The debate still rattles on as of Jan 27, 2013, about Defense Secretary Leon Panetta announcement that women will become active in combat positions in the United States military in a graduated implementation schedule to be completed by 2016.
One extremely positive aspect of women serving in combat positions in the United States present operations in Iraq and more actively in Afghanistan is the psychological affect of women warriors defeating an Islamist terrorist group funded by or associated with al-Qaeda, the Taliban, or similar groups.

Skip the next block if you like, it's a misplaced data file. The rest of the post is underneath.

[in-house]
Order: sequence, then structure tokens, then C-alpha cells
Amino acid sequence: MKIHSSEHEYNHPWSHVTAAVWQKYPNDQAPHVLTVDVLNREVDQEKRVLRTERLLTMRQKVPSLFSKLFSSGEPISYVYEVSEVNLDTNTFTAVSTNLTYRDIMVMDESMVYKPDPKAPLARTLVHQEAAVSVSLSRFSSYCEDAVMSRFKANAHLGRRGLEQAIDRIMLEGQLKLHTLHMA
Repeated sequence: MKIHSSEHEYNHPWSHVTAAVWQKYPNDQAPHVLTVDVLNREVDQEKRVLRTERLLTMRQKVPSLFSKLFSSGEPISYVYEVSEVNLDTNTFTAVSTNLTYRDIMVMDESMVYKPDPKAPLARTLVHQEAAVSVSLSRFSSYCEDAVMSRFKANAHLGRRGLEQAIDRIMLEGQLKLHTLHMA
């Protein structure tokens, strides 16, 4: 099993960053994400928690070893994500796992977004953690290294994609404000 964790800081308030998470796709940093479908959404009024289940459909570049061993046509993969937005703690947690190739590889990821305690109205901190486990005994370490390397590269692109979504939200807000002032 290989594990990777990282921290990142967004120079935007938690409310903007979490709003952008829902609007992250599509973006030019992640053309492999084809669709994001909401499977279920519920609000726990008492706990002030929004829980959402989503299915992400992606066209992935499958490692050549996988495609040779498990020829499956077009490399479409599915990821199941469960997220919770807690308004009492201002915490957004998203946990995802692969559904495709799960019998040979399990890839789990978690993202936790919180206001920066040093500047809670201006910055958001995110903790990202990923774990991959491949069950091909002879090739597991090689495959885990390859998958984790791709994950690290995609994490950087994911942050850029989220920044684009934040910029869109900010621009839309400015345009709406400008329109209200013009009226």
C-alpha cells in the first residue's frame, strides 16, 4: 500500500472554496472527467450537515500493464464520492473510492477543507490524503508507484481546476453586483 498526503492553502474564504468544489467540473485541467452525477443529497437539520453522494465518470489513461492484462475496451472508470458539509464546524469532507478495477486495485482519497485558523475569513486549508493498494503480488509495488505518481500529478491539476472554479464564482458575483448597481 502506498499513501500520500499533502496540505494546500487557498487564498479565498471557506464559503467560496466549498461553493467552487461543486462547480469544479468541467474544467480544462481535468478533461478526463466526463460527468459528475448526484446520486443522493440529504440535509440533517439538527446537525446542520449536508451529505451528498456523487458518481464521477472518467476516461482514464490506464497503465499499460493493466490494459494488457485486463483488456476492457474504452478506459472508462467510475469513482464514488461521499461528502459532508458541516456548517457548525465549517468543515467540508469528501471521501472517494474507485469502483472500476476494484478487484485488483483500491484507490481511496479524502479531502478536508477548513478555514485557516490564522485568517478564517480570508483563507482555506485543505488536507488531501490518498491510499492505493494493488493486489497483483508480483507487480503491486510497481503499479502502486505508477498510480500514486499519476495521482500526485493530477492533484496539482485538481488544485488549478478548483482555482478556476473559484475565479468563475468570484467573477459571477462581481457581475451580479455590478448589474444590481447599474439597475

Islamist religion relegates women to an inferior role in most Islamist states although some countries are progressing toward a role for women that is more normative in the United States mind set.
Now just suppose that an all female assault group kicks the living crap out of a terrorist cell in Afghanistan or any other region where Islamist terrorists are active.
Imagine the psychological effect and deflation of morale that such an event would precipitate in Islamist terrorist circles.
Possibly the potential for such an event played a role in the decision to allow women to assume combat roles in the United States military.
Women have, after all, engaged in combat since time began. Stone age artifacts, Greek and Roman history, and other ancient chronicles detail the effectiveness of women in combat.